Wednesday, December 2, 2009

Why so blue?

Lately I was asked to study some works by French conceptual artist Yves Klein. Once I realized that I was not searching for "Eve Klein," I discovered a fellow who represents a turn toward the realm of contemporary art that I have yet to fathom. Undeniably, Klein brought an intriguingly thoughtful perspective to his works, sometimes labeled (the good folks at Wikipedia inform me) as neo-dada and sometimes as early post-modern. Among his achievements include the popularization of a particular hue called International Klein Blue, along with works that reveal experiences of "the void," playful photomontages, and performance installation pieces that often mocked artistic conventions, most notably the idea that a gallery visitor enters the scene to, you know, see something.

Checking out his Blue Monochrome (1961, Dry pigment in synthetic polymer medium on cotton over plywood) at New York City's Museum of Modern Art's website, I'm told that Klein's IKB sought to evoke "the immateriality and boundlessness of his own particular utopian vision of the world." OK. But frustratingly, I have no idea how one could affirm or refute such a statement. As we shift beyond representation into the allegedly pure "experience" of contemporary art, we seem to enter the world presaged by Marcel Duchamp's L.H.O.O.Q., in which the artist's vision -- the choice to say, "this is art" -- is freed from the risk of evaluation.

Art patrons choose to value this hue of blue as gloriously revolutionary and that hue of blue as hopelessly pedestrian, and critics become akin to fashionistas celebrating a hemline one year only to rebuke the same style as "so last season" the next. I fear that non-initiates such as myself are compelled to either adopt the trendiest narrative ("Oh, don't you see Klein's utopian vision? Isn't it obvious? It's right there!") or else be resigned always to stand outside the gallery with its assortment of free crab cakes and sparkling wine, now that contemporary art seems to appeal mostly to those within its shrinking domain.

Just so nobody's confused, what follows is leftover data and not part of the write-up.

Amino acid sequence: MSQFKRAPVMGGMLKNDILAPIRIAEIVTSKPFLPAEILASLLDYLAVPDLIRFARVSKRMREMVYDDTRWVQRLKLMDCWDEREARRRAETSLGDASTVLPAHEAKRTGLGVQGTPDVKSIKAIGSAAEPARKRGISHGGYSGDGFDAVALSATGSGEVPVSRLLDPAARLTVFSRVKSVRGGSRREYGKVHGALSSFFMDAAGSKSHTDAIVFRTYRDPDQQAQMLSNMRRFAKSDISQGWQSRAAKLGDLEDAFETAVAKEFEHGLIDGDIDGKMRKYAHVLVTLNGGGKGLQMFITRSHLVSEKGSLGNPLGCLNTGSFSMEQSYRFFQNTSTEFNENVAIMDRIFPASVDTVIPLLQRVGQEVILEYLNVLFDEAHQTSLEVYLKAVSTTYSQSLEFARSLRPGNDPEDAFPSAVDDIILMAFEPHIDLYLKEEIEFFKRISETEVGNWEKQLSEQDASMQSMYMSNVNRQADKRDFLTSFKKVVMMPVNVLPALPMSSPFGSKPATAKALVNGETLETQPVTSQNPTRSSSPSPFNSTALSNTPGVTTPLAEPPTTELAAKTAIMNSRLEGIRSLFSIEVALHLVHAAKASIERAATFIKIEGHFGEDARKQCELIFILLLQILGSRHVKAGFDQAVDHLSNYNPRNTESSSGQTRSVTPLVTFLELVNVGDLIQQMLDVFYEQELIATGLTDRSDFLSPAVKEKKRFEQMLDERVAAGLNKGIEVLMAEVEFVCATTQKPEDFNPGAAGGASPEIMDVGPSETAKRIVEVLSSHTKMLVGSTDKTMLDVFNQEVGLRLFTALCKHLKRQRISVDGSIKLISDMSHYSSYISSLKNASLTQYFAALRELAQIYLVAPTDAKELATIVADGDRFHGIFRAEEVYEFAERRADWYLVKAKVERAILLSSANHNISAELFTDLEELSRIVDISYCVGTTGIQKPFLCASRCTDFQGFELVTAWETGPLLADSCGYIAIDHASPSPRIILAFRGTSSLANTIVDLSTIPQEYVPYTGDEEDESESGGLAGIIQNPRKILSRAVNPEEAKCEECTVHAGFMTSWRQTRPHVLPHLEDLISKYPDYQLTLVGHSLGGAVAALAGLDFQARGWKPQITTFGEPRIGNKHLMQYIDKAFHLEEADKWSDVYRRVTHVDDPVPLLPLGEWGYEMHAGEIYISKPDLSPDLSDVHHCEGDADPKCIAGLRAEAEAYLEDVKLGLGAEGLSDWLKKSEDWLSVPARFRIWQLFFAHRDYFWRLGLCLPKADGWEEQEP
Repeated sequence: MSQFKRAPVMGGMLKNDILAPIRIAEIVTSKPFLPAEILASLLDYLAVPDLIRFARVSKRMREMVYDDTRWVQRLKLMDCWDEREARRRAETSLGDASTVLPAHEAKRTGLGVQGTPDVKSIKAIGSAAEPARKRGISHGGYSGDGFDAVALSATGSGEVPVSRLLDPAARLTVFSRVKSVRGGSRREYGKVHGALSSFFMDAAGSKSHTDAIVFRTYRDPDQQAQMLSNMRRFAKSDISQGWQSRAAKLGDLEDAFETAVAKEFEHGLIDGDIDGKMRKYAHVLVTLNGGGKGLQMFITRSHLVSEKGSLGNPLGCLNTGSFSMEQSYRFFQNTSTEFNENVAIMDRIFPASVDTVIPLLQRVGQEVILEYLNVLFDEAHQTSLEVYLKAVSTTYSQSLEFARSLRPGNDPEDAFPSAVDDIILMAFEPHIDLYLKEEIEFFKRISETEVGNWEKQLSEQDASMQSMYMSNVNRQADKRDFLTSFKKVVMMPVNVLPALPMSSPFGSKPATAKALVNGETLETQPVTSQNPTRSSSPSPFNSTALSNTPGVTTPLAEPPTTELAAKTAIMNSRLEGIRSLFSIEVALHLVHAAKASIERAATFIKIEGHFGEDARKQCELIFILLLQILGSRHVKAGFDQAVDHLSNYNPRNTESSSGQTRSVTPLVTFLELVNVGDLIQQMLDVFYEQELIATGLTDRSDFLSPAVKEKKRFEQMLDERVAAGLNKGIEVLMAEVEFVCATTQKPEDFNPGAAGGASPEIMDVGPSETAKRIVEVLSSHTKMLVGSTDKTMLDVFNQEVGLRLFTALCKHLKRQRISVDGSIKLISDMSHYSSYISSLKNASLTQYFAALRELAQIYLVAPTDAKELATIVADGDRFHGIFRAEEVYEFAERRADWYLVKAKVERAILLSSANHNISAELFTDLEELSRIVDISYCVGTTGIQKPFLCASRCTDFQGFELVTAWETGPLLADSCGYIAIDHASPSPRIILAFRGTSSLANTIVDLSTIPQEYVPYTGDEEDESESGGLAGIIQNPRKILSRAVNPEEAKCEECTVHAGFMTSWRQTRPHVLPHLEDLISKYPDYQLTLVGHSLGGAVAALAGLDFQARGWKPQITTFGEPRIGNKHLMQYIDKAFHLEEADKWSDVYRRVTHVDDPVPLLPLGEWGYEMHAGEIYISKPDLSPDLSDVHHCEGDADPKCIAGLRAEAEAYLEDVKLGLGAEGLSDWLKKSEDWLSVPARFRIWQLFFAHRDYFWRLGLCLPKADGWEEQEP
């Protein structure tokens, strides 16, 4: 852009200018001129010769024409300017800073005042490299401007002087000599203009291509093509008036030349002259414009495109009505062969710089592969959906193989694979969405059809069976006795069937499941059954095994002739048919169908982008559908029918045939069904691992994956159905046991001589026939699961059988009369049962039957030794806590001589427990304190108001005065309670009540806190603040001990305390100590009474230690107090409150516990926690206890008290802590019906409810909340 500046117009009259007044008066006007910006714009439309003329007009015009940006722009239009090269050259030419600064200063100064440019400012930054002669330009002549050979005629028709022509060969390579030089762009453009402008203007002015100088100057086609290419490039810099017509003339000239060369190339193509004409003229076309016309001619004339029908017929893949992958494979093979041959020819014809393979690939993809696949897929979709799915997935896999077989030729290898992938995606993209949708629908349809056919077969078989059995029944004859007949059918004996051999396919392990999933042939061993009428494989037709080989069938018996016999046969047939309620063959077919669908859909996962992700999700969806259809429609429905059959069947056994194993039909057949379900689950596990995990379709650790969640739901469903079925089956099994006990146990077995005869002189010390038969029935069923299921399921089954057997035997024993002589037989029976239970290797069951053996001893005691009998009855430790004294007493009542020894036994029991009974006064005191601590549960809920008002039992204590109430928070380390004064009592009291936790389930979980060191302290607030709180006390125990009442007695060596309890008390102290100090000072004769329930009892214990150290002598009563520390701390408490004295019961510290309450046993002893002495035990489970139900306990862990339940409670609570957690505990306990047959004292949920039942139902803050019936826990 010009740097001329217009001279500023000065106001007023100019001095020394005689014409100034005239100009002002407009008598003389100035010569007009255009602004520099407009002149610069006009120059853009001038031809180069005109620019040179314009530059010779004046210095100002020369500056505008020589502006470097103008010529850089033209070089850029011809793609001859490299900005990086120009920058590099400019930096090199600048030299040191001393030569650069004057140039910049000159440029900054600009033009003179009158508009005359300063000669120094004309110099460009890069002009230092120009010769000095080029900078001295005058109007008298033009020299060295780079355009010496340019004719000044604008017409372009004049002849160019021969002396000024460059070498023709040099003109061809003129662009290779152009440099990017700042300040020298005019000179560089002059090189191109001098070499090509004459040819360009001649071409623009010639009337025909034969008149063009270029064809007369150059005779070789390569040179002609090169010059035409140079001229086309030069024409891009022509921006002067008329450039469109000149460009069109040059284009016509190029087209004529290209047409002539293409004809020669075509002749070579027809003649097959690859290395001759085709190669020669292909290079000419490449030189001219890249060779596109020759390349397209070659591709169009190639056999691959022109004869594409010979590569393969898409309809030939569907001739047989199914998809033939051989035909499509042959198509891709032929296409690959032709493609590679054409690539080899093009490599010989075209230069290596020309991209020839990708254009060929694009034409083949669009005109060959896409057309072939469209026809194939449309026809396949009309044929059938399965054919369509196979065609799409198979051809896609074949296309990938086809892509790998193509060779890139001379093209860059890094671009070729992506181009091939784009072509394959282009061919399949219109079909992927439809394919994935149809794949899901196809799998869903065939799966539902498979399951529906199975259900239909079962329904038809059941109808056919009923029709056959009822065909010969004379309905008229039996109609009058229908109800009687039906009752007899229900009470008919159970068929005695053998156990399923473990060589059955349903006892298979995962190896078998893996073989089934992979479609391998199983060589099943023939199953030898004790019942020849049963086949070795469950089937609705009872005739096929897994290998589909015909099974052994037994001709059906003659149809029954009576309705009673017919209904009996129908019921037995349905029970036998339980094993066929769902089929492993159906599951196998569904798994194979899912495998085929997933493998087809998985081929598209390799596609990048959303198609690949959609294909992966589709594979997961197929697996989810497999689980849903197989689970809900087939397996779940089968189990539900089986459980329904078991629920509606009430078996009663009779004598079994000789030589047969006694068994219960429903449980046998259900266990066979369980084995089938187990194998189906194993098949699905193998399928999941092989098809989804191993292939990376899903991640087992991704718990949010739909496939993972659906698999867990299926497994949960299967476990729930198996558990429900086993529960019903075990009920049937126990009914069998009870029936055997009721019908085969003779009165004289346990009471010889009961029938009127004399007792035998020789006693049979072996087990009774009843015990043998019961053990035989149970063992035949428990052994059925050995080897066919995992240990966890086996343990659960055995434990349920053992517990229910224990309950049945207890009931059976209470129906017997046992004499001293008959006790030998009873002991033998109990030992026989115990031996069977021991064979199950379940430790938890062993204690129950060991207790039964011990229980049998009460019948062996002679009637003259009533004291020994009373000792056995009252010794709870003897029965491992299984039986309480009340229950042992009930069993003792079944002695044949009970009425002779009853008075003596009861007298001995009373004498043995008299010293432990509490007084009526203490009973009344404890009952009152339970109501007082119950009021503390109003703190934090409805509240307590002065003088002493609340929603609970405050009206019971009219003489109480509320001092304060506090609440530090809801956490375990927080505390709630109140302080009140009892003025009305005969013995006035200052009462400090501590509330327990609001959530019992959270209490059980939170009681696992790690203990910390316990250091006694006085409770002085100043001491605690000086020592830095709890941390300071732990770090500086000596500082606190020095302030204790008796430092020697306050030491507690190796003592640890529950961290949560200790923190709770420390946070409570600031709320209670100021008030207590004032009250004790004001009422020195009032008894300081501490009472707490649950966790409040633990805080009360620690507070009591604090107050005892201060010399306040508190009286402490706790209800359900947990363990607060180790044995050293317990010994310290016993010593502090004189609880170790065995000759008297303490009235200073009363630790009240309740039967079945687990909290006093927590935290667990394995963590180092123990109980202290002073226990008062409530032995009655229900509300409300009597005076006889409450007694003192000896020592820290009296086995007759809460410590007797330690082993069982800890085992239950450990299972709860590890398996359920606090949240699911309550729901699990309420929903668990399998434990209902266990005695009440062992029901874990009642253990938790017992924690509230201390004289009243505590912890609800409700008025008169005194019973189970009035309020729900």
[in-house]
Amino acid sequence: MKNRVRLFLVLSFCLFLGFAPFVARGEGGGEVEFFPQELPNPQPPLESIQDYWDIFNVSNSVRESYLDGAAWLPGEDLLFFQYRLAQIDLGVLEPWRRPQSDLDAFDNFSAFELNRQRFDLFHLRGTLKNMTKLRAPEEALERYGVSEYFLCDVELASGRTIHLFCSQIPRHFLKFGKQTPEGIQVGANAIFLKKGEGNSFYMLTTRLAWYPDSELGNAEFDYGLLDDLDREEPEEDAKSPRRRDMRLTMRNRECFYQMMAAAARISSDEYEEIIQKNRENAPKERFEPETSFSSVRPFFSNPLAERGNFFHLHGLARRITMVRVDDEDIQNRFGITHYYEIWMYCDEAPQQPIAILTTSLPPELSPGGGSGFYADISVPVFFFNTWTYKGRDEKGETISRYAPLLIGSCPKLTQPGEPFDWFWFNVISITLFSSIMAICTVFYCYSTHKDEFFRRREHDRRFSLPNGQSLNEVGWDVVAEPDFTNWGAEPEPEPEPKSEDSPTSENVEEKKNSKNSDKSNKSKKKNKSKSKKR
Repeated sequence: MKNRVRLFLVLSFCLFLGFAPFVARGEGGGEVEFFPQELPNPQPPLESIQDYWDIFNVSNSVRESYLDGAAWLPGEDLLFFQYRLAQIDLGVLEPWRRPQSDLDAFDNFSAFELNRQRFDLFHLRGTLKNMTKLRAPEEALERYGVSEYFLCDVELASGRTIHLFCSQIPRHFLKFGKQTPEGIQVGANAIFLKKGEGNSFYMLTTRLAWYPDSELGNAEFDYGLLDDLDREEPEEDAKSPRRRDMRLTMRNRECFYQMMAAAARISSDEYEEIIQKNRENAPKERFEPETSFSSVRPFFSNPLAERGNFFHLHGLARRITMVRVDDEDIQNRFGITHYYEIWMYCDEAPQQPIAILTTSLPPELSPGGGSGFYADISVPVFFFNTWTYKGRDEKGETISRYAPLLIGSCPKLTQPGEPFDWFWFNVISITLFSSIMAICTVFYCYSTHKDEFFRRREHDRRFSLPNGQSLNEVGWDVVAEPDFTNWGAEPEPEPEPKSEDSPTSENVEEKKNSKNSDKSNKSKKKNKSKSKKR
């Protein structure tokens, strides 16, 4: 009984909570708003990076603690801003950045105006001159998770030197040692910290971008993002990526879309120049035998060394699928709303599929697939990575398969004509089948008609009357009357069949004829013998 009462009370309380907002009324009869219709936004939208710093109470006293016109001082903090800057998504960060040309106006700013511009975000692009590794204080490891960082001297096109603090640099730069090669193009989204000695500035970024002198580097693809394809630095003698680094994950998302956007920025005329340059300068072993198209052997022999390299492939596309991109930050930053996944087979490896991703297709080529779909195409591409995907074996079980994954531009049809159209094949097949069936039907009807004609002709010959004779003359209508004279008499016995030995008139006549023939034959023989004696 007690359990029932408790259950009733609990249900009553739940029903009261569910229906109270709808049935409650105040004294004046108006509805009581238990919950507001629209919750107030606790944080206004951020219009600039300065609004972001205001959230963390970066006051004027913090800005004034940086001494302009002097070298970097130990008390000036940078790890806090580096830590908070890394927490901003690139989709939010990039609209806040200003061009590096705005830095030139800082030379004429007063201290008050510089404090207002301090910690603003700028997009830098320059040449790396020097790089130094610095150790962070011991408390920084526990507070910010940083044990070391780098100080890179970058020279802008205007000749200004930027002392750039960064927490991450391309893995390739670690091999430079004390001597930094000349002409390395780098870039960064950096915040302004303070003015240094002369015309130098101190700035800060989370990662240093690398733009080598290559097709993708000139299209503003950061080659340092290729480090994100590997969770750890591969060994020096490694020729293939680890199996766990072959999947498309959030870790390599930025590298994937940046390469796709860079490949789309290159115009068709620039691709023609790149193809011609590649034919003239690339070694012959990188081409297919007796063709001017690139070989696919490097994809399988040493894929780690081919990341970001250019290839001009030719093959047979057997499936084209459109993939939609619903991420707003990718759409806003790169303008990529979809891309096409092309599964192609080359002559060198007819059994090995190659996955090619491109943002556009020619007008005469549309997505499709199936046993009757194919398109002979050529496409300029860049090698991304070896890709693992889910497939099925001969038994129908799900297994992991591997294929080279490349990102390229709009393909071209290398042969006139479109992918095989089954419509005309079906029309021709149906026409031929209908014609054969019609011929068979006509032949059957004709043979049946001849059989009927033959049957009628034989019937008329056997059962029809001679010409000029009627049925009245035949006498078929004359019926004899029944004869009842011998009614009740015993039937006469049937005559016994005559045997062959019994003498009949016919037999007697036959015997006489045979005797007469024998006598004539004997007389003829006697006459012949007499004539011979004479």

Once more, mine is the response of one who is genuinely ignorant of the meaning of something like Blue Monochrome or IKB 191 (above). Even after reading a fair amount of commentary on Klein's work, I feel adrift among all those competing narratives. Always I return to William Gibson's notion of "consensual hallucination" when I think about the time and effort that contemporary artists must spend crafting their "artist's statements," the ones that explain why we are staring at canvas after canvas of blue (or contemplating a dead shark in formaldehyde, or whatever). Something seems to be lost in this turn.

Still, while the world of visual arts may have abandoned the potential to create scenes that convey anything that two people can agree that they see simultaneously (I'm flashing on a Simpsons line, "Oh, it's a donkey!"), all the work that goes into writing about these productions -- by the artists, the critics, the buyers, the sellers, the curators, and of course, always the academics -- has at least inspired a golden age in the written word. Oh, and blog posts.

(IKB 191 image borrowed from Wikipedia commons)

1 comment:

detroit dog said...

I think there's a lot to be said for crab cakes and sparkling wine.